Premiere Boxing Champions: Has Al Haymon's PBC been a success in boxing?
It has been almost one year since Premier Boxing Champions, also known as the PBC, was launched by Al Haymon, the boxing manager and advisor famously known for representing superstar boxer Floyd Mayweather.
The former music promoter brought an innovative approach to televised boxing, walking away from the pay-per-view model and instead offering the product to the masses on free-to-air television. Haymon immediately set up a deal with American broadcast giant NBC whereby he would pay the network $20 million per year for air time.
Haymon’s project is largely funded by investment firm Waddell & Reed, who committed to invest over $400m (approximately £275m), as reported by the Los Angeles Times.
The product has received a mixed reception so far, with opinions divided each side of the Atlantic.
Former British super welterweight challenger Gary Logan is satisfied with the PBC as it is providing competition, which is badly lacking in British boxing, given Matchroom Boxing’s monopoly on tv dates with the country’s biggest boxing broadcaster Sky Sports.
“It’s been good in the sense there is another outlet for it. In a market place, there should always be another outlet.
“There should be competition; competition is what makes the market place better,” explained Logan.
Michael Woods, a broadcaster for rival American network HBO, is less enthusiastic though and opined that expectations have not been met.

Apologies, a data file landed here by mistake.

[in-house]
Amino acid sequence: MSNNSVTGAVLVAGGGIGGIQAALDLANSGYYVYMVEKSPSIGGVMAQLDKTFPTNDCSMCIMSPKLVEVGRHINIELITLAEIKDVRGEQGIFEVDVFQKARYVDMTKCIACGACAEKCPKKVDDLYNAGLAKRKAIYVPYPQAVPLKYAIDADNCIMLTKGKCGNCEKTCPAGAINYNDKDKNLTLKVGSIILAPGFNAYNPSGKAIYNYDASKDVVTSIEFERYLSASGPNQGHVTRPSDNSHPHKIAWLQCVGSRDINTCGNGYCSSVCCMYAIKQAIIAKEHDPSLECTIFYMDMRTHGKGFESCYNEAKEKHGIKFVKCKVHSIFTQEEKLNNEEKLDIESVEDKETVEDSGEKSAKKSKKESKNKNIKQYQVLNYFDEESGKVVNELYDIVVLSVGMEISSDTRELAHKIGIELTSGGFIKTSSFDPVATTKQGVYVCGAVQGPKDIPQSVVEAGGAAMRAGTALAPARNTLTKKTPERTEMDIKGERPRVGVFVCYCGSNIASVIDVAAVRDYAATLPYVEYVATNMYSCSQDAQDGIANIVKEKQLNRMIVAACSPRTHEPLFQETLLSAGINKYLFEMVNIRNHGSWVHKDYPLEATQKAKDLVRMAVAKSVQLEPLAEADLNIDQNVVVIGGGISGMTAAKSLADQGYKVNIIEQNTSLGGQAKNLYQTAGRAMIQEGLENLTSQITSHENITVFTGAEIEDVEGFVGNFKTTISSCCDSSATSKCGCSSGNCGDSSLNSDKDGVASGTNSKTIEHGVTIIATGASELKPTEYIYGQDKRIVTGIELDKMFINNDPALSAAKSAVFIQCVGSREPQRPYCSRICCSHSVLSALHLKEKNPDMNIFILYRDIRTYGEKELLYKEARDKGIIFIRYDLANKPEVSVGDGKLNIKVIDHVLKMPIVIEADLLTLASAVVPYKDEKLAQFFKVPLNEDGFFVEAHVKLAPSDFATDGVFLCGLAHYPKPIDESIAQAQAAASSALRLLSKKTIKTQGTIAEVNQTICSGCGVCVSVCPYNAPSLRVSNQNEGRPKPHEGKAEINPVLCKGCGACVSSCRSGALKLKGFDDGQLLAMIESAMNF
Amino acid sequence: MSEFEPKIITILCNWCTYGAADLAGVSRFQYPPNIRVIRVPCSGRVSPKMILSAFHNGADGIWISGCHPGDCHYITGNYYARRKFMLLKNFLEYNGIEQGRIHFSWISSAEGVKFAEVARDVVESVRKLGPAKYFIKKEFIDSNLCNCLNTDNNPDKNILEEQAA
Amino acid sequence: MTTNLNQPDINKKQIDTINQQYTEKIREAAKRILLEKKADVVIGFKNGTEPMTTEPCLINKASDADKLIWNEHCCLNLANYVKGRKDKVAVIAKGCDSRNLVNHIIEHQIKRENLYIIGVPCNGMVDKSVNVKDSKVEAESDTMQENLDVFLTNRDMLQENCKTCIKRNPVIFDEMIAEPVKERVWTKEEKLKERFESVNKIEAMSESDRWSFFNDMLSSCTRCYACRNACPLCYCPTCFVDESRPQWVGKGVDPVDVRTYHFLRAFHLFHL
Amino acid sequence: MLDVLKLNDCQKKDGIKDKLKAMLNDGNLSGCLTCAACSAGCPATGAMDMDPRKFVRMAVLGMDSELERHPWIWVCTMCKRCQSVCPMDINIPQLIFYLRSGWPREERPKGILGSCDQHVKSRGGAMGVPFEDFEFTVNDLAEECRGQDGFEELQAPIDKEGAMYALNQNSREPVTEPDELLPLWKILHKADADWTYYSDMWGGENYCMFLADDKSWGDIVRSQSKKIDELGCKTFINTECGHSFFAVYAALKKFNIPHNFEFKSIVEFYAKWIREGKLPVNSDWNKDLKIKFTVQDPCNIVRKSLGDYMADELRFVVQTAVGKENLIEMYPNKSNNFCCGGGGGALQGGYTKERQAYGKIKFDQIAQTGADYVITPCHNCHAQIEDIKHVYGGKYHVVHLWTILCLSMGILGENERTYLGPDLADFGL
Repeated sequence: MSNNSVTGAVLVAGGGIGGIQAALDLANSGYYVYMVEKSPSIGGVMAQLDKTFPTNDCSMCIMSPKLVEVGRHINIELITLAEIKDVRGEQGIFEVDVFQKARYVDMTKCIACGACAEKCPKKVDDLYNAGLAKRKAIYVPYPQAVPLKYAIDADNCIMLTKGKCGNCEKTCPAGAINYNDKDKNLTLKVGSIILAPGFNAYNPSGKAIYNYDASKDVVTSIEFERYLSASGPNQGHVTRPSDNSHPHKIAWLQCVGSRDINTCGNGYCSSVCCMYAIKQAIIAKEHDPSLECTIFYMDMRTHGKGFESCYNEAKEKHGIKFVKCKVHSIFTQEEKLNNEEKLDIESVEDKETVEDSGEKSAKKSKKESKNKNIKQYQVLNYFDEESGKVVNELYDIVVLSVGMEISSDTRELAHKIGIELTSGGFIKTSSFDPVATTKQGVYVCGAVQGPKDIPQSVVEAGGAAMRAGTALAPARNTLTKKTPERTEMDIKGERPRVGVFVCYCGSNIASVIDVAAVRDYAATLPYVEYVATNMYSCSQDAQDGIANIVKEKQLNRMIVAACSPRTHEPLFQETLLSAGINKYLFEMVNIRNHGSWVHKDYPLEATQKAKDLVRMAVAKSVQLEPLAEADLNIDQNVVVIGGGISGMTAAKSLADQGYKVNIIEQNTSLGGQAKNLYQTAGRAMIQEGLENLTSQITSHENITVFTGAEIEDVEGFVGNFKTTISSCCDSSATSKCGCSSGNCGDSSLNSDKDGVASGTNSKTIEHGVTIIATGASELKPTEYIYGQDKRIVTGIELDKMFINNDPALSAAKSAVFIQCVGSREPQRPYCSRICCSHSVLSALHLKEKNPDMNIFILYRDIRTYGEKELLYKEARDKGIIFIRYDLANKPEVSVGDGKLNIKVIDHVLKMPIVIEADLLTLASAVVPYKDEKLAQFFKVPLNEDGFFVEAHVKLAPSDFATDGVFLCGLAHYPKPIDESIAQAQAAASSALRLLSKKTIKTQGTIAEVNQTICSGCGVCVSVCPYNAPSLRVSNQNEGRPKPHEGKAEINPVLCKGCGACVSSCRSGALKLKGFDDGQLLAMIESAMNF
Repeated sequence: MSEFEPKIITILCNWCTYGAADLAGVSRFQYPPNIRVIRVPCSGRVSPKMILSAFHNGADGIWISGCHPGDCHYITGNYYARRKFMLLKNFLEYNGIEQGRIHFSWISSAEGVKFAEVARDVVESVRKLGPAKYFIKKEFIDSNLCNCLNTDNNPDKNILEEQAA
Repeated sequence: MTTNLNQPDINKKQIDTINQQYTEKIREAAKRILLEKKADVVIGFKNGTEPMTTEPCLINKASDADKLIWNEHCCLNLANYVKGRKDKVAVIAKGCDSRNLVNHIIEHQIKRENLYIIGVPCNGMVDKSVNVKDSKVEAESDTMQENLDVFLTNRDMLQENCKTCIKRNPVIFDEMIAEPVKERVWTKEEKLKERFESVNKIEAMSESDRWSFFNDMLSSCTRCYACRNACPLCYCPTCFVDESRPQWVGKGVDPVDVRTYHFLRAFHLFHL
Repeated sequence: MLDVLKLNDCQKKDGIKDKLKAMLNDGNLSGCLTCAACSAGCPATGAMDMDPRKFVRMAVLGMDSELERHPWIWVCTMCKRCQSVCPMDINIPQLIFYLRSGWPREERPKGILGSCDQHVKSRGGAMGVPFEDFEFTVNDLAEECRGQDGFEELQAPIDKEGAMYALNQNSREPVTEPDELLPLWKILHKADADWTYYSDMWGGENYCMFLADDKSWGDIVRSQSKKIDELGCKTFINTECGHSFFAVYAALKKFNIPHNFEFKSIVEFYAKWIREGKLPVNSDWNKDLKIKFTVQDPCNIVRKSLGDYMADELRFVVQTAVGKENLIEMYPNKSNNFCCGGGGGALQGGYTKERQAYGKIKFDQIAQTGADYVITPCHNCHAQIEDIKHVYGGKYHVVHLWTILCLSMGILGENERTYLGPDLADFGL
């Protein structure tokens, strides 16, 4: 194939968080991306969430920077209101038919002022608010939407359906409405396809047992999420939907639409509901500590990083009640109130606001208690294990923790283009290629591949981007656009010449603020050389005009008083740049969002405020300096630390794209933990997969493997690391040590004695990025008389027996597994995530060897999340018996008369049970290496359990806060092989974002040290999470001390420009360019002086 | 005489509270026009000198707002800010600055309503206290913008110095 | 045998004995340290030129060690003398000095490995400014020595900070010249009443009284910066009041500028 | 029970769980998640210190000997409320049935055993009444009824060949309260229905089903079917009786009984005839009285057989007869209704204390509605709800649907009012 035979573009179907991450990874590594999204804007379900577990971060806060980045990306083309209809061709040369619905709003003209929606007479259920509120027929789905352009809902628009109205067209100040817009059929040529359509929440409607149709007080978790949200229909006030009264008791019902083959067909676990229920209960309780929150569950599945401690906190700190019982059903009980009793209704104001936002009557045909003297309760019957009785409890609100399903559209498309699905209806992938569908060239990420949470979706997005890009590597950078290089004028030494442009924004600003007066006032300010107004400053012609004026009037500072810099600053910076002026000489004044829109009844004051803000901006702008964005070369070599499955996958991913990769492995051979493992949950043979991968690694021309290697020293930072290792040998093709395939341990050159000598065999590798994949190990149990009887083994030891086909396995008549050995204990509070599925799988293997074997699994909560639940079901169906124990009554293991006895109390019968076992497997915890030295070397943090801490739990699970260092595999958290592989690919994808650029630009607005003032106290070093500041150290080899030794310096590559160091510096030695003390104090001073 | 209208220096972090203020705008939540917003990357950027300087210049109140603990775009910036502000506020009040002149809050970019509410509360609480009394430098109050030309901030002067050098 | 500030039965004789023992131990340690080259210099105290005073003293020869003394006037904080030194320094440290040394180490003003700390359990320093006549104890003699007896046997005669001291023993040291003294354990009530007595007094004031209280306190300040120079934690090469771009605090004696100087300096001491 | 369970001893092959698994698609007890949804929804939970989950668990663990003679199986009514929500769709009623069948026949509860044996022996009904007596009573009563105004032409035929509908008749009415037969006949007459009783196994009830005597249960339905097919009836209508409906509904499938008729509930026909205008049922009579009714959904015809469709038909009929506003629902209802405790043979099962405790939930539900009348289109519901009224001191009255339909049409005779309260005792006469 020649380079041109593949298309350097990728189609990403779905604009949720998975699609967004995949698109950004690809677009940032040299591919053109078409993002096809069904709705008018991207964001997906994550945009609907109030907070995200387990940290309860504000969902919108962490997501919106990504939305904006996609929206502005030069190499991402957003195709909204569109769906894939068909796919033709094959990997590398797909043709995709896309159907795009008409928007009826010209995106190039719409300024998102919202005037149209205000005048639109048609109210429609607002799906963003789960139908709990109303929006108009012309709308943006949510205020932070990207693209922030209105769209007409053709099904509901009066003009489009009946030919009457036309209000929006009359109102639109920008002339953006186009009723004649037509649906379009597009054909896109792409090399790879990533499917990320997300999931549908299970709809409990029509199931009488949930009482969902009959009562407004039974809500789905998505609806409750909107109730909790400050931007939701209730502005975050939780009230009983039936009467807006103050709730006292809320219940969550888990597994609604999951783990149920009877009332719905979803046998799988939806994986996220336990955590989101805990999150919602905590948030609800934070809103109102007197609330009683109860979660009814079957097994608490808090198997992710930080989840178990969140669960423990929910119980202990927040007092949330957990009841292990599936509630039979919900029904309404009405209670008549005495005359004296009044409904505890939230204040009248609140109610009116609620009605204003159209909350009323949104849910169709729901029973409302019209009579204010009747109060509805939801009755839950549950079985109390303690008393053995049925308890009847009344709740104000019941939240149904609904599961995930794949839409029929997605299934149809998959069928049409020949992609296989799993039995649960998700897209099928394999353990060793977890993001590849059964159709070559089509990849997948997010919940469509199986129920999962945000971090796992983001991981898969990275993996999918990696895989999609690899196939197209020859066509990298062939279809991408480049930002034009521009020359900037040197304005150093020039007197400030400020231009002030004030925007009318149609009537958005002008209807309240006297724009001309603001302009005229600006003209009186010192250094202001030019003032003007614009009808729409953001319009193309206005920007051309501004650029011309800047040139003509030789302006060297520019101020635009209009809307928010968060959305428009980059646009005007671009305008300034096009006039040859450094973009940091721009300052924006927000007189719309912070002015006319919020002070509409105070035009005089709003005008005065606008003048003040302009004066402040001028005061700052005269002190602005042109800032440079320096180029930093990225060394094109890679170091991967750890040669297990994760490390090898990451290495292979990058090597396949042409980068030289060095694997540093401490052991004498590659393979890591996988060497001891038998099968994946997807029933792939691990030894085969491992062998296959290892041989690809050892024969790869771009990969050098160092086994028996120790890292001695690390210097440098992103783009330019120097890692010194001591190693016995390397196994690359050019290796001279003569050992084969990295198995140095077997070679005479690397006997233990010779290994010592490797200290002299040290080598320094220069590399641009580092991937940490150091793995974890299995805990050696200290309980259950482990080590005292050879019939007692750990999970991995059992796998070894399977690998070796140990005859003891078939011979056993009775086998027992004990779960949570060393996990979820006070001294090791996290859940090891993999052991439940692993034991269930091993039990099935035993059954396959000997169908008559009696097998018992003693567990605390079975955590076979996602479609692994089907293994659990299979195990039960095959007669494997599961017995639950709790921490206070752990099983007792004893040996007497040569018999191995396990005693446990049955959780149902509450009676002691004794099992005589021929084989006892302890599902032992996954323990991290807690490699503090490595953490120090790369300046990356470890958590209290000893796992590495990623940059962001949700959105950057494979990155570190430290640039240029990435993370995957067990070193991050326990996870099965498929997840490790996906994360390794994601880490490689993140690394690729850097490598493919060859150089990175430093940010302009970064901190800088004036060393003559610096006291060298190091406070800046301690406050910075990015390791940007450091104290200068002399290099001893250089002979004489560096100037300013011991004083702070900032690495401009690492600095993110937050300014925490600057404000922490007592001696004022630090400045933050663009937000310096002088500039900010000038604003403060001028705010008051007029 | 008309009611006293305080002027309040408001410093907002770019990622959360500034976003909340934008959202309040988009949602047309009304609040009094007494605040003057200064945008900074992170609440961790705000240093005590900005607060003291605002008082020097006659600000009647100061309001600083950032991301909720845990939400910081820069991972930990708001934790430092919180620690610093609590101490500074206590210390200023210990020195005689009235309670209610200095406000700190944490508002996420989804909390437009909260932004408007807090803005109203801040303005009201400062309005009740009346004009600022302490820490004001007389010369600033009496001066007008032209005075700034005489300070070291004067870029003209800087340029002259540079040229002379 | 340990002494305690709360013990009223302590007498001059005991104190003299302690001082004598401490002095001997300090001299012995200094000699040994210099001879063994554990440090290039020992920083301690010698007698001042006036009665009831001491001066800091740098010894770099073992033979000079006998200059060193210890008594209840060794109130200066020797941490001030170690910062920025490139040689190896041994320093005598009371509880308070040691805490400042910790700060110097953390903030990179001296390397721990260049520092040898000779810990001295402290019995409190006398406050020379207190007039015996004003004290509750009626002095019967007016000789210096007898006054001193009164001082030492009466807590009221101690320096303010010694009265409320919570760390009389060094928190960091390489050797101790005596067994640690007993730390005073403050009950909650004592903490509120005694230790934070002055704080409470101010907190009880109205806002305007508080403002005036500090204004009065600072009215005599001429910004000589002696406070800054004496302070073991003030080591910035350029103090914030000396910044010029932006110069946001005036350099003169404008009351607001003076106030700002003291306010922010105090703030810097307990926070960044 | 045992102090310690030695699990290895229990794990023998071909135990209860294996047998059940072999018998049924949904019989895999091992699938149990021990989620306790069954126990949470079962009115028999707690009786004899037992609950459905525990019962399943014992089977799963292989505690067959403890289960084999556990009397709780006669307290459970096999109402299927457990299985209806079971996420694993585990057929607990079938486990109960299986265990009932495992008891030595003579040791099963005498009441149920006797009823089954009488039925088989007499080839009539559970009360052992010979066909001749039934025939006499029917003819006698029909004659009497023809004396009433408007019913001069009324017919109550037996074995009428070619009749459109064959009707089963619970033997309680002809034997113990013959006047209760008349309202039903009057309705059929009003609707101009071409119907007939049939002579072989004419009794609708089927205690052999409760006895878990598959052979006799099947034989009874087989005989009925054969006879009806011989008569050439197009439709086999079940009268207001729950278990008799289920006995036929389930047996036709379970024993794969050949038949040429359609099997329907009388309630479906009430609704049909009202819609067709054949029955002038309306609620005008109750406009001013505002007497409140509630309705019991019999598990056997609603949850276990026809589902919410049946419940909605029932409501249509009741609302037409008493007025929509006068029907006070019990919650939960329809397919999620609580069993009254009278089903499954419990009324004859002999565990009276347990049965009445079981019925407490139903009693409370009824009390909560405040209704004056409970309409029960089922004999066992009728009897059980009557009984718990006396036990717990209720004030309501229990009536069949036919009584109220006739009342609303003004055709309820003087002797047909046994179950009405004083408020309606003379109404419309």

“There have been, to this point, more mismatches than many of us would have expected after almost 11 months of doing this.
“When we learned that Al Haymon had secured some $400m from a venture capital, we would have expected that because so much money was being spent, the best matches would be made. That has not been the case and that has been frustrating for people,” revealed Woods.
Clashes in scheduling have badly hurt the PBC, too, with many shows going head to head against daunting competition such as the NFL. Boxing Asylum’s Donny Trella, son of professional judge Don Trella, suggests Haymon is failing to market the product adequately.
"Any time Al Haymon puts on a card on a Sunday afternoon, between September and January, he’s literally going up against an organisation that owns a day of the week.
“The product is so nebulous in terms of its identity, nobody knows what’s going on. First of all, to a hardcore fan it’s very frustrating and to the casual fan they’re totally lost,” said Trella.
Trella suggests better fights are the key to PBC turning things around and building success in its second year.
“I think they need some better matchmakers, some better brand planners and some people who will put the right fights in the right spots at the right times.
“In general I am very happy with the exposure they are getting boxing, but considering all the resources they have, all the fighters they have and what they have done with that, it’s been less than impressive,” concluded Trella.
Woods is of a similar opinion and feels poor matchmaking has let the product down, leading him to award it a C grade after one year. But the vice president of the Boxing Writers Association of America is optimistic it can rise to an A grade soon.
Woods says: “The material offered by PBC comes in at a C because the quality of the matchmaking has not been what many of us would hope it would be.
“How do these guys get from a C to an A? Give us evenly matched fights, pick ‘em fights, fights in which we really strongly don’t know who is going to win. If you do that, 80% of the time you can get to that B grade and then to an A grade.”